We all spend our lives pursuing something. And throughout our lives we are told and taught to pursue the things that people say will lead to true fulfillment and satisfaction. When you are young you are sold on the idea that we need things like fame, prestige, the right career, and wealth to find fulfillment in life. When we get a little bit older, for most in their late twenties and early thirties, we begin to realize that none of those things bring the true fulfillment that we as human beings long for. So then we often turn to the human God given desire to find a significant other and begin families as the means to finding true fulfillment. We use expressions like, “If I just find my husband or my wife, then my life would be complete.” And though those things, when in their rightful places in our hearts, can be a tremendous blessing from the Lord, even those things are temporal and should not be what we seek as means to find or acquire true fulfillment. There are of course other things out there that one could use as examples of things people look for fulfillment in, but you get the idea.
What I find to be odd though isn’t that people are looking for fulfillment, or that they even try all of these things to find that fulfillment. What is odd to me is how many people who profess Christ do. I have been privileged and blessed to step foot on the soil of many nations in the name of Jesus and I hope for the sake of the Gospel, and I have seen this pattern in many professing believers around the world. And it doesn’t matter where…Africa, Europe, North America or anywhere in between, it seems that many of us who profess Christ somehow get caught up in this way of thinking and being.
Sometimes, when I am in my more cynical frames of mind, I often think to myself, “I wonder how many of us who profess Jesus really and truly believe the things we say we believe.” I think such thoughts because those of us who have been Christians for a little while all know the right things to say in terms of where our fulfillment should come from. We say things like, “Jesus is the one in whom I find my peace and my joy.” or “God alone is whom I hope in.” But if we begin examining our hearts and lives a little closer, we often see a very different picture. That is important to note and point out because the actions in our lives and the things that are done in and throughout our lives truly show and reflect what we really believe. The point is, is that mere profession is shallow and hallow. Yet, we in many Evangelical circles cling to profession more than the evidences of true grace being manifested in our lives. Why do we do that? Well, perhaps that might be something to look at and consider in another blog post. For now, I want to stick with the idea of fulfillment, where it is found and how to keep, those of us who are in Christ Jesus, eyes and heart in that place.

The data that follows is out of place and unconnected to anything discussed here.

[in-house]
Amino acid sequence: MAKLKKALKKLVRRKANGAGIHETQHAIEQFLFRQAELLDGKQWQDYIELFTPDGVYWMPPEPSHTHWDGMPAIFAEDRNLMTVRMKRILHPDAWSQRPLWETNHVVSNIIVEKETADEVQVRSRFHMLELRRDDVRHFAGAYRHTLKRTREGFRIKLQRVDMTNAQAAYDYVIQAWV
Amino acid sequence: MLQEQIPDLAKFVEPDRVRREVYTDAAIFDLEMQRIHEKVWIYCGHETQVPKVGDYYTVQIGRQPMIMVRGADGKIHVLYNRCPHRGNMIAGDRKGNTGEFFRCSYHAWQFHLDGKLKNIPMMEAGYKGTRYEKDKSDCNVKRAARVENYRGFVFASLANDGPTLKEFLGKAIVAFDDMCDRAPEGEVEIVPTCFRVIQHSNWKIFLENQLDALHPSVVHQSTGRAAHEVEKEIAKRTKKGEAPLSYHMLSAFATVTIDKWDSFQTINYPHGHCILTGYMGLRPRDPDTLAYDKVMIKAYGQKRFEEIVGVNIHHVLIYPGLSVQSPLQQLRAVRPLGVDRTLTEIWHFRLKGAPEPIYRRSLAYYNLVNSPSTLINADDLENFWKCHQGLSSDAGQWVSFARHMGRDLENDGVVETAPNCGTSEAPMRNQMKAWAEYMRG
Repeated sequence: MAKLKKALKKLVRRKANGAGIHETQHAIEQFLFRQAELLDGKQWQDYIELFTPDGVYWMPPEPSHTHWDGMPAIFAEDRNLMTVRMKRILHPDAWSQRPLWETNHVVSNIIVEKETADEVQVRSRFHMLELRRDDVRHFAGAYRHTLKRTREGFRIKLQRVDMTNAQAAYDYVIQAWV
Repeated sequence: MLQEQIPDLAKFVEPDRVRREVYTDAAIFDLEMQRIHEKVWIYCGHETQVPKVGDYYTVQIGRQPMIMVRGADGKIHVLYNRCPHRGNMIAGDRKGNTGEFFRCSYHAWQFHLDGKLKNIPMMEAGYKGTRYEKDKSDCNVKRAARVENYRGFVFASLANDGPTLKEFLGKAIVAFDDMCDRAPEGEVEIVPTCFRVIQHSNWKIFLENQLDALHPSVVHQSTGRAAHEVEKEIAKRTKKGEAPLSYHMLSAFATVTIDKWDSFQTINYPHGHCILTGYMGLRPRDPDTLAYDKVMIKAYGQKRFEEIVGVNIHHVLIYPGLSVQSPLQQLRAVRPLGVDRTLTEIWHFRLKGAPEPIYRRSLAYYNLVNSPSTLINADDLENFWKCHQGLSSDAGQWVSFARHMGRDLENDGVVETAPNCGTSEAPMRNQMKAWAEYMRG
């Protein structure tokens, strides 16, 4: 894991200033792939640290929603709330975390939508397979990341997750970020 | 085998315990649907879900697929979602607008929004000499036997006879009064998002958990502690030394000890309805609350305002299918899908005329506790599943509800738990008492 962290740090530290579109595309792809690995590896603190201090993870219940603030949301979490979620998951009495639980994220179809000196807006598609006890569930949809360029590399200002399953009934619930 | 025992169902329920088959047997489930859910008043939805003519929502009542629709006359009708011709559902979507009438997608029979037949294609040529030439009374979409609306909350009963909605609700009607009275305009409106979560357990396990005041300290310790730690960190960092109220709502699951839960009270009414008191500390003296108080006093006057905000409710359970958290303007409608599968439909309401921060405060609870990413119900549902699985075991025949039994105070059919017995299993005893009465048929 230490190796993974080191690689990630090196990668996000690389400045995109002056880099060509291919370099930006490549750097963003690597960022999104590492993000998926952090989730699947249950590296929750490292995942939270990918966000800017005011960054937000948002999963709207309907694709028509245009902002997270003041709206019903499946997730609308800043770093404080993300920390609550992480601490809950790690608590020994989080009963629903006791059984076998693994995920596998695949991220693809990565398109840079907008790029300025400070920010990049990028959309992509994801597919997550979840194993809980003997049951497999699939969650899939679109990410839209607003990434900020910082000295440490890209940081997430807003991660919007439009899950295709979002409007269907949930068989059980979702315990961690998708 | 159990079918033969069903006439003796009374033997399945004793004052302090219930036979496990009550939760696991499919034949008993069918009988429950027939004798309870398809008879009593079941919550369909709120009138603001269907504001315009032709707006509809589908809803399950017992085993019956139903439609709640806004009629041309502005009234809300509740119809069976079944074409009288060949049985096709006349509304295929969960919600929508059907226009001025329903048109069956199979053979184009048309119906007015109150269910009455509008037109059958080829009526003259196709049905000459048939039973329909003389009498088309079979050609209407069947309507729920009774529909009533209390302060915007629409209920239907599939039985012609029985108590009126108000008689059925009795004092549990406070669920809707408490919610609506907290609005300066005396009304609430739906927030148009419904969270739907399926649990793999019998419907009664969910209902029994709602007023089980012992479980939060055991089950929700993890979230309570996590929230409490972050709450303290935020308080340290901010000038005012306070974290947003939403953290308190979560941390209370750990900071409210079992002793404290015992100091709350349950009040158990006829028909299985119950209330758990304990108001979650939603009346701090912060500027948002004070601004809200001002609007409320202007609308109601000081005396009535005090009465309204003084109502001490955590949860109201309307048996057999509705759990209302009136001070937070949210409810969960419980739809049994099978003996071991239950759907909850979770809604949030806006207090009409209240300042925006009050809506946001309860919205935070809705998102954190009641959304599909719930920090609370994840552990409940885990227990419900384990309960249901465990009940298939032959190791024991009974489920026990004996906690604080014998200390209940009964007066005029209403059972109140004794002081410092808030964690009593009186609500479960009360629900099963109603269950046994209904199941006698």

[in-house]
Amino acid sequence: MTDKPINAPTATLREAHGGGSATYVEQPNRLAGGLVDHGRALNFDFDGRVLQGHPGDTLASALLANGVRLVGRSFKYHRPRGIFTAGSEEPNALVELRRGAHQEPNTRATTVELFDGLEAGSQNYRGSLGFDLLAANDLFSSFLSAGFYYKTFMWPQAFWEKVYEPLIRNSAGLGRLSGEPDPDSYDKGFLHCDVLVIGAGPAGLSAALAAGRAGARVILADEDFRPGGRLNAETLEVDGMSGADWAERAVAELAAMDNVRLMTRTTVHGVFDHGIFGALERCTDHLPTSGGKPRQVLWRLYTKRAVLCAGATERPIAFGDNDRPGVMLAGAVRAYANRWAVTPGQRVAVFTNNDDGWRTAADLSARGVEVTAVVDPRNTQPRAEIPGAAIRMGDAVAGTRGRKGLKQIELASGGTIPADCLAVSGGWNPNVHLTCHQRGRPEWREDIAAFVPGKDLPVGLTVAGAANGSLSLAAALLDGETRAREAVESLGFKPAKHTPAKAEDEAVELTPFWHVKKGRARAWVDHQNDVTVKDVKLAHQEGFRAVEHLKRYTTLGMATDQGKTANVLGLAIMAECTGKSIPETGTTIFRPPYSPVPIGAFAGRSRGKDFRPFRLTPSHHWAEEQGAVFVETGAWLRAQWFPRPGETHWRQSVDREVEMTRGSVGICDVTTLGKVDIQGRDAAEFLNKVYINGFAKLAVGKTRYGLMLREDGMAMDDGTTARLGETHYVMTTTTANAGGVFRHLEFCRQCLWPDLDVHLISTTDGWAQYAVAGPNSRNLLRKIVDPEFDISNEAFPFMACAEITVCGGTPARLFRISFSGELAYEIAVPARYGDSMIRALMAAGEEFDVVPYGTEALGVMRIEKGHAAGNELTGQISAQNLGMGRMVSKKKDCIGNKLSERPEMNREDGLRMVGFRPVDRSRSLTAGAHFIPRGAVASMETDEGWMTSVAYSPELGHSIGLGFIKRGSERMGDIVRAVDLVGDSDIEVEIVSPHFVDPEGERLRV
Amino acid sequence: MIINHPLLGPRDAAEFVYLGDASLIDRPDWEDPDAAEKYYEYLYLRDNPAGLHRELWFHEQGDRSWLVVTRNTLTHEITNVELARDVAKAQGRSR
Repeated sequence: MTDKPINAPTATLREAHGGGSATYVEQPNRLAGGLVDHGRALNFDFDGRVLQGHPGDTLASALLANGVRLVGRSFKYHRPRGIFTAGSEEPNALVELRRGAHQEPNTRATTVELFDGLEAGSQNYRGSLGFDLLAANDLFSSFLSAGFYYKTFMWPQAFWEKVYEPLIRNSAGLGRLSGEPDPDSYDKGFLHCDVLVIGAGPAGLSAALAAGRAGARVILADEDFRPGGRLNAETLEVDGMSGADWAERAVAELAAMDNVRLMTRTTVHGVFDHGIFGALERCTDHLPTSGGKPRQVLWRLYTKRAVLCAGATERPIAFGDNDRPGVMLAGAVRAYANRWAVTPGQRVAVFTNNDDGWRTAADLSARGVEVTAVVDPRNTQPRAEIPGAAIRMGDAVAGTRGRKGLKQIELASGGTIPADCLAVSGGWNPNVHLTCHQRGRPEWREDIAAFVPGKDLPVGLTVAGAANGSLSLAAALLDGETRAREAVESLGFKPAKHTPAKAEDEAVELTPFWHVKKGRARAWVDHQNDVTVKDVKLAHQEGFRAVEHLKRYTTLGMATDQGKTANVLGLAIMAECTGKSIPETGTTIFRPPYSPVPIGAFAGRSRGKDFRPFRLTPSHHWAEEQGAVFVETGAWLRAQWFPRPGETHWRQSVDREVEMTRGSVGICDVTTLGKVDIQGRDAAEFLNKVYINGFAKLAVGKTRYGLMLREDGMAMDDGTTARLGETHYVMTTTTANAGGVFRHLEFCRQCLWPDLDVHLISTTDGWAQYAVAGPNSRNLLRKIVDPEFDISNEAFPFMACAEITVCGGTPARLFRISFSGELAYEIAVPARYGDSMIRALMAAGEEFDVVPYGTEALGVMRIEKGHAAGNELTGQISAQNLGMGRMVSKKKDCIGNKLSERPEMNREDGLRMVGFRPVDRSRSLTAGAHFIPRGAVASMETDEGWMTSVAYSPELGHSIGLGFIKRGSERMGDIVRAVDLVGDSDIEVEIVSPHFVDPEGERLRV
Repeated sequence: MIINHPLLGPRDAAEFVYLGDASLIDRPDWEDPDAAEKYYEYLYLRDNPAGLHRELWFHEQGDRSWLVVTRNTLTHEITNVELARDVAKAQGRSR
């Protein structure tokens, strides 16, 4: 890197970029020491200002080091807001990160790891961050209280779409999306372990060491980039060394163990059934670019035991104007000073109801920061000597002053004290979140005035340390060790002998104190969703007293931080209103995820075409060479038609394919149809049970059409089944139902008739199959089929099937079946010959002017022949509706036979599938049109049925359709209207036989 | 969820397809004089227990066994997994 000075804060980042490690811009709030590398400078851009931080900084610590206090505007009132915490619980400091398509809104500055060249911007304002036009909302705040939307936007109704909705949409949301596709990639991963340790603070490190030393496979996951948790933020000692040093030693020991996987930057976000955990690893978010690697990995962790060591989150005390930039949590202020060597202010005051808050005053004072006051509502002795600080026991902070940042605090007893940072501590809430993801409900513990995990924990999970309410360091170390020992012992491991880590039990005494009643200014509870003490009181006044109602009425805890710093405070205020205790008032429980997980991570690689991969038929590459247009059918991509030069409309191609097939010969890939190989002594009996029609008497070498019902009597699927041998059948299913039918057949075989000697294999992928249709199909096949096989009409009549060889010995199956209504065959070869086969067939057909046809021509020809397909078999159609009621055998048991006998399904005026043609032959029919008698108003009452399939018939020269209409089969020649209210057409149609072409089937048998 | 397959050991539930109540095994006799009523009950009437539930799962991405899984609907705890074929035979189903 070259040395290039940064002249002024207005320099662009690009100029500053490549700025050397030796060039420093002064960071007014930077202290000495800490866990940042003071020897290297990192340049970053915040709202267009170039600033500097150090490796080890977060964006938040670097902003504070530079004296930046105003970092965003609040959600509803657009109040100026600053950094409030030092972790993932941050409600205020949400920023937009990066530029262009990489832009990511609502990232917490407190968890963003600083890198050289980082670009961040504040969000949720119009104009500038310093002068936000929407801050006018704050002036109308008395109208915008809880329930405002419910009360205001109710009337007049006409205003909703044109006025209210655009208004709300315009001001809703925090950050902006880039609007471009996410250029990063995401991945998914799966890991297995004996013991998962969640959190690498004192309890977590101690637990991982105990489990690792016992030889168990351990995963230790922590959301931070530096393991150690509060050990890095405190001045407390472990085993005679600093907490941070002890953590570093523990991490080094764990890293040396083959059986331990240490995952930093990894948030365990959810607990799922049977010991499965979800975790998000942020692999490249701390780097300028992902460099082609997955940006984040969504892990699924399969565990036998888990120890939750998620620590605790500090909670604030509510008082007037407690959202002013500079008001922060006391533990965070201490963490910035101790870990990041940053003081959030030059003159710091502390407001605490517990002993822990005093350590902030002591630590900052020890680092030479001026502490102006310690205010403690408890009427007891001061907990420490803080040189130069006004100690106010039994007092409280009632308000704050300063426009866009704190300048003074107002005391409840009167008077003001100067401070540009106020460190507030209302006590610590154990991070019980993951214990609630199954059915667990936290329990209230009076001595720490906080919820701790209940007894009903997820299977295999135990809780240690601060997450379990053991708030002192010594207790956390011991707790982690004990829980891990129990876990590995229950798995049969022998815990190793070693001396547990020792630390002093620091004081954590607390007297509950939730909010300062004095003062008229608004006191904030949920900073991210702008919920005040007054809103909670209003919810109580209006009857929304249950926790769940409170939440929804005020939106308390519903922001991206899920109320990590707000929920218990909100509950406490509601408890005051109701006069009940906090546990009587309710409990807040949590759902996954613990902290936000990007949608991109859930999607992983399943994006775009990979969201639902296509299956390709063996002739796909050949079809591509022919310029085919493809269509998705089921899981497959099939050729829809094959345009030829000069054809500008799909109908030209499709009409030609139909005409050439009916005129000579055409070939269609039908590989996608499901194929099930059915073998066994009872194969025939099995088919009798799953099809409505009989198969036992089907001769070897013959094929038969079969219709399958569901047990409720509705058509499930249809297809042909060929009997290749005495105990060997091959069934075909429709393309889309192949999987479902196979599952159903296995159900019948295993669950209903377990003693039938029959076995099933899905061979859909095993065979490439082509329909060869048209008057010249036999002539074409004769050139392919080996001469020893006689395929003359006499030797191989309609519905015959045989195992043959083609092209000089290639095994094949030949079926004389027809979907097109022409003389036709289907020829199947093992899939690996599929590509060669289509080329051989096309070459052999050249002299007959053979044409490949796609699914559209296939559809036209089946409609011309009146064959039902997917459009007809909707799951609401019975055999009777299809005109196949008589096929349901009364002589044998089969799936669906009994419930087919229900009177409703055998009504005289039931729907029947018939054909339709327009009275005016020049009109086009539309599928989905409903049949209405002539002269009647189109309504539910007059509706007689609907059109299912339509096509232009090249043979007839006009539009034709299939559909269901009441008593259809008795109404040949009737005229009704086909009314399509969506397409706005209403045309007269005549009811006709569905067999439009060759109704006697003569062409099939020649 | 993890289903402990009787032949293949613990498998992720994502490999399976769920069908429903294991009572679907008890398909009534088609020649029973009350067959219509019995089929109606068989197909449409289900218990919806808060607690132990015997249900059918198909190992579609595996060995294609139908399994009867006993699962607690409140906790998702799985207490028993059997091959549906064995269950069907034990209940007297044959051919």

This morning I was reading the sixth chapter of I Timothy. It is Paul’s first of two letters to his spiritual son and dear brother Timothy. You might think of these two letters as Paul’s last words to this dear friend and, because it is words inspired by the Holy Spirit, to the Church. In that chapter he talks about some things and truths regarding false teachers and then segues into an exhortation to Timothy and to us that I think is worth considering in this whole discussion of fulfillment. It comes at the end of his talk about false teachers in verse five when he says that they are those “who imagine that godliness is a way to material gain.” He then says something in verses six through twelve that is immense food for thought for both our pursuits, as well as our fulfillment or contentment. He says,
“But godliness with contentment is a great gain.
7 For we brought nothing into the world,
and we can take nothing out.
8 But if we have food and clothing,
we will be content with these.
9 But those who want to be rich fall into temptation, a trap, and many foolish and harmful desires, which plunge people into ruin and destruction. 10 For the love of money is a root of all kinds of evil, and by craving it, some have wandered away from the faith and pierced themselves with many pains.